see no reason why such possibilities should bother anyone or limit the canonical authority of the text.

    Anyone who has studied how scribes worked in the ancient world knows
    (or should know – there seems to be a willful blindness among many
    so-called “higher critics” that mirrors the blindness among the more
    fundamental fundamentalists) that texts were often the result of
    collaboration between the “author” and the scribe (actually more like
    an amanuensis) often cleaned up or even outright rewrote the texts
    (with the “author’s” approval).

    This article from the RSC at BYU covers it pretty well, as well as the
    implications for Paul:

    It’s no surprise to me that many (if not most) early documents in
    early church history have a similar history. It really shouldn’t
    surprise most people (but I do find that if I bring it up, many think
    I must be questioning the text’s veracity, which is silly but somewhat
    understandable, since many of the higher critics use these insights to
    do just that. For example, I tend to be on the side of N.T. Wright
    that all the letters attributed to Paul were most likely written by him – Hebrews
    obviously excepted since it wasn’t attributed to him initially anyway
    – and the things scholars use to explain them away as by other authors are
    at least partially explainable through rhetorical and scribal practices).

  2. I think the Lucy Smith case is different simply because it is portrayed as a kind of dictation. However I think the other issue is that most people just aren’t aware of how even contemporary books get written. For any modern book an editor has a huge influence on what ends up in the finished product. Self-publishing may change that of course. But as to why people assume books are solitary productions, that’s likely just because they assume all books are like that. (Erroneously)

    I think most people realized that Joseph’s productions were often ghost written or at least had a significant “intermediary” personality. I just think Lucy Smith’s was taken as different.

  3. Thanks for this Clark. I was interested in your notation of the Moses 1 chapter. I’ve just received my review copy of James VanderKam’s Jubilees Hermeneia volumes and the similarities between Jubilees 1 and Moses 1 are more than intriguing to me and always have been (acknowledging the differences). I agree with your recommendations here. This book can’t be highlighted enough.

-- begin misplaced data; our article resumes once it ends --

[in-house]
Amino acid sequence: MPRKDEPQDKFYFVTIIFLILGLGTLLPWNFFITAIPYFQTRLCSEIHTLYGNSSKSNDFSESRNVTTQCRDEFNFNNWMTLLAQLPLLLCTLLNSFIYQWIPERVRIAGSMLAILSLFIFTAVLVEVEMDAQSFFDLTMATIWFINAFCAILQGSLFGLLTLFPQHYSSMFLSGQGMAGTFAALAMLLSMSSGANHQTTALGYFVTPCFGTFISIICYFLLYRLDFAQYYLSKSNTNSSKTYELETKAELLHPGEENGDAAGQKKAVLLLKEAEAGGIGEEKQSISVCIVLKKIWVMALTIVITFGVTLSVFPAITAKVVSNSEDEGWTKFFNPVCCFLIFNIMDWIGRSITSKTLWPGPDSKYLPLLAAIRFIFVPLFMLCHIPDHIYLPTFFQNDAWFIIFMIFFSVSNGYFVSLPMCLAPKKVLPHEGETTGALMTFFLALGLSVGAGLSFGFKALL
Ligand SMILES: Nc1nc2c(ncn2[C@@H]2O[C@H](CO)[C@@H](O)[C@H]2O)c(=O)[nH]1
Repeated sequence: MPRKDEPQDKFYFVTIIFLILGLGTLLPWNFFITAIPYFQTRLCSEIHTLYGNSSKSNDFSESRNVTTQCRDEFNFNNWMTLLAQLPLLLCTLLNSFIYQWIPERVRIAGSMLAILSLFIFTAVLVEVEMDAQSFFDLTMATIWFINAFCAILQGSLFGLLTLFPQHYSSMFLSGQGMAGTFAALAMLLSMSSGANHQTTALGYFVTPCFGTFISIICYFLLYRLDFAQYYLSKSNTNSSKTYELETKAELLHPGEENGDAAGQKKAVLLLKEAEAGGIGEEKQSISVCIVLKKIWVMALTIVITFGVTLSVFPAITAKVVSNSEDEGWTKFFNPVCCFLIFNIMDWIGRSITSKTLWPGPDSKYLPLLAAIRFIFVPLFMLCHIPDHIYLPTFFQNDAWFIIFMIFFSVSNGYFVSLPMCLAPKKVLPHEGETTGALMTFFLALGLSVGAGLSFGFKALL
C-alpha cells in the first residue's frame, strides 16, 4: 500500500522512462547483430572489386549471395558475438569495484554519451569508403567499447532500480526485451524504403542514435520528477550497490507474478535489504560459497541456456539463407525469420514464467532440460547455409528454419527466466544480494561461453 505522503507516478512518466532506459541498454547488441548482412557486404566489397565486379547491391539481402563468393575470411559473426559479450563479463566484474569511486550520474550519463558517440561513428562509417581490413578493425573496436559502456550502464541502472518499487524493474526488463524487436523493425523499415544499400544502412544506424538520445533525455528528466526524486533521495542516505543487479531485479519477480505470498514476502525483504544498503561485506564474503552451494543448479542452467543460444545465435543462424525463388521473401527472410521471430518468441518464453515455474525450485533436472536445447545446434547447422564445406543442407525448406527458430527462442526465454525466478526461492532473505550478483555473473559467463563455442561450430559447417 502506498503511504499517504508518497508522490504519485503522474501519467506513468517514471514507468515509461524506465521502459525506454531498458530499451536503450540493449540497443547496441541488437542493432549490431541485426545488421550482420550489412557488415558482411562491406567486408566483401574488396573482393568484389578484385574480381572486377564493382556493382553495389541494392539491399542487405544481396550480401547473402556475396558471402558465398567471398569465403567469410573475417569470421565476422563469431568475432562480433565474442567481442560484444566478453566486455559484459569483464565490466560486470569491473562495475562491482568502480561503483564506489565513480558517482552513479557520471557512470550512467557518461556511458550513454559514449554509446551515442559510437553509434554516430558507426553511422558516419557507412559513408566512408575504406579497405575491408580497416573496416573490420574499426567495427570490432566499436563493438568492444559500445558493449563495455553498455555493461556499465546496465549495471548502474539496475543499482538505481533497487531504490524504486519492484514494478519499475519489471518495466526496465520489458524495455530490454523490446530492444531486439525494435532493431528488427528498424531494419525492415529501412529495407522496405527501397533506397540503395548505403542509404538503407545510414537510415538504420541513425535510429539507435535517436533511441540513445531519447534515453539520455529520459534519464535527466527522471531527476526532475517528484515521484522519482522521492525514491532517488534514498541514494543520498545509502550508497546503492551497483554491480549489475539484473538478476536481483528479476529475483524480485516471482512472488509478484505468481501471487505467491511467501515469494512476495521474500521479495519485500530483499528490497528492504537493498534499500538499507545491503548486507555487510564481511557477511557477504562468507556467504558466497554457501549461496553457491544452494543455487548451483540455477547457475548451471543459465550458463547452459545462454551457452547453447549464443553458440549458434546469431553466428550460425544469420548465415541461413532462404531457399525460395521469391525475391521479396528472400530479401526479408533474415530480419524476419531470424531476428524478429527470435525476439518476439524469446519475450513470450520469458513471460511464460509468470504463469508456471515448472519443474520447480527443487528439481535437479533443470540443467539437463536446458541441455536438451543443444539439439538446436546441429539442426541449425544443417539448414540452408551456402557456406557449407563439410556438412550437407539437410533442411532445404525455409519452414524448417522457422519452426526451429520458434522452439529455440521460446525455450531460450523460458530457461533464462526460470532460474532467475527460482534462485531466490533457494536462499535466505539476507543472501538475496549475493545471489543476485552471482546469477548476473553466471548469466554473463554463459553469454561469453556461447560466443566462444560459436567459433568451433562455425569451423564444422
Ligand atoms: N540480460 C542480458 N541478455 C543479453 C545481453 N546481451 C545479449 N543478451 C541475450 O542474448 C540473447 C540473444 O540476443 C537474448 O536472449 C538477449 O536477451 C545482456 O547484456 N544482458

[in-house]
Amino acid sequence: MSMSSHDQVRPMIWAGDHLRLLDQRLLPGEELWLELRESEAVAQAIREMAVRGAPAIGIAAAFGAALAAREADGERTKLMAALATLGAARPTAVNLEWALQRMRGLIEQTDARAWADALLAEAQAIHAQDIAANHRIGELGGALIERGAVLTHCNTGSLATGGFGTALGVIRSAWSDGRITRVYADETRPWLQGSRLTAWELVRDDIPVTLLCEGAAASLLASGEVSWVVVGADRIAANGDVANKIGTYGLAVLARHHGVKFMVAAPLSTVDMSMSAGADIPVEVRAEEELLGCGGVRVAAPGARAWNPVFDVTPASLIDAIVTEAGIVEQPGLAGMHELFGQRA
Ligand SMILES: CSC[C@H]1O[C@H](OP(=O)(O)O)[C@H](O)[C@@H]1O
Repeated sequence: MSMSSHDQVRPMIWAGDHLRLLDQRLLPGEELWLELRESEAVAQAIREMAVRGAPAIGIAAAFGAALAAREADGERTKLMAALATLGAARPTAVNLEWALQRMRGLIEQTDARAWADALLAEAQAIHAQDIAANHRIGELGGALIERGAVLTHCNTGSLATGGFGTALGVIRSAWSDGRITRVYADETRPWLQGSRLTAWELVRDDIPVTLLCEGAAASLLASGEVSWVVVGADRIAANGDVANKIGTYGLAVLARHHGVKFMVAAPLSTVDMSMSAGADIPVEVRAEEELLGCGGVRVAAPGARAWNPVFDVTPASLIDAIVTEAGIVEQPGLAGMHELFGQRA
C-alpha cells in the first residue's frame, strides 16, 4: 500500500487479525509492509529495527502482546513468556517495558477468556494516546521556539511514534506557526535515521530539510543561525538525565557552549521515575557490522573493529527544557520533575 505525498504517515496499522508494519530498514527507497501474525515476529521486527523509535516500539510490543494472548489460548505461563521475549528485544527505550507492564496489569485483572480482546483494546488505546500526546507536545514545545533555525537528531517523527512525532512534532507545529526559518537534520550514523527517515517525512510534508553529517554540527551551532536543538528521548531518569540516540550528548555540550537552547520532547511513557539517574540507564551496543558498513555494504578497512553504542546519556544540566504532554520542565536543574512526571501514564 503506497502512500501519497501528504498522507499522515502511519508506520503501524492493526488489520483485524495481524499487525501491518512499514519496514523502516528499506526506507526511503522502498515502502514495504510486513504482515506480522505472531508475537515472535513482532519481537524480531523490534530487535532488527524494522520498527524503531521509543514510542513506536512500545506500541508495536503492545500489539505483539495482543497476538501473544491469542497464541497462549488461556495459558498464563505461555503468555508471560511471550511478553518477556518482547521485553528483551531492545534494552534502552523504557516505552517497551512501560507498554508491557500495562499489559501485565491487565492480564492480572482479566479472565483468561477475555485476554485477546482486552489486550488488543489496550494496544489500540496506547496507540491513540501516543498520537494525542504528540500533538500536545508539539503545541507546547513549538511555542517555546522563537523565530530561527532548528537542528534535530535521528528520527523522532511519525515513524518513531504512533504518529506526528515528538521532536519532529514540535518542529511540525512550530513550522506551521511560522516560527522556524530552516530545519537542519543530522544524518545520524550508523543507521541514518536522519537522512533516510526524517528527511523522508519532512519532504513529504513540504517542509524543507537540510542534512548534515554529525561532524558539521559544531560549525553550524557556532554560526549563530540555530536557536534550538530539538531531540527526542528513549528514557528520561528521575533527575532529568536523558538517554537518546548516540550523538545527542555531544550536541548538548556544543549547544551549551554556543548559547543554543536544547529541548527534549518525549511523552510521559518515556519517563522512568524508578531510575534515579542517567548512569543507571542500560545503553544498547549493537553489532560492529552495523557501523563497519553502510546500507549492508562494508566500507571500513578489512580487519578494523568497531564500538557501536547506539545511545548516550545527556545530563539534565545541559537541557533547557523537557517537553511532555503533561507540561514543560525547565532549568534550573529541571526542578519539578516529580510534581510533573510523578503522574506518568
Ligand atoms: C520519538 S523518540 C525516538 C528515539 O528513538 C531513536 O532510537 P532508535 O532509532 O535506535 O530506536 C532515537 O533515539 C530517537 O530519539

4. I agree with Clark. This is one of the best books on the history of the Church I’ve covered all year – if not the single best title of them all. And while some of the essays are clearly geared towards the academic, the entire book is surprisingly accessible. I highly recommend it.

  5. Terry, I confess I don’t see a lot of parallels between Jubilees 1 and Moses 1 beyond it being a vision God gives to Moses. Jubilees has the vision being having “taught him the earlier and the later history of the division of all the days of the law and of the testimony.” But that seems focused on the text of the Torah itself. Moses 1 has the focus being on secret teachings and seeing the all the worlds of God’s creation. The one common point is that both mention apostasy Jub 1:10 (“And they will make to themselves high places and groves and graven images, and they will worship, each his own (graven image), so as to go astray, and they will sacrifice their children to demons, and to all the works of the error of their hearts.”) and Moses 1:41 And in a day when the children of men shall esteem my words as naught and take many of them from the book which thou shalt write”)

    What is it that you see as being so similar? There are some striking parallels to 3 Enoch both in terms of the secrets Metatron is taught (see chapters 10 & 11) There’s also the mystery of mysteries which is the essence behind the Torah taught to Metatron and taught to Moses by either God or Metatron. There’s a few aspects of chapter 48 as well, although that’s primarily focused on Enoch receiving God’s name and becoming Metatron as well as various mystic names and so forth. However there are worlds although those worlds are associated with the seven heavens. It’s not quite clear what the worlds in Moses 1 refer to although most Mormons read them as either lands here on earth or other planets in the universe. Within 3 Enoch they’re aspects of the higher heavens in the mystic ascent.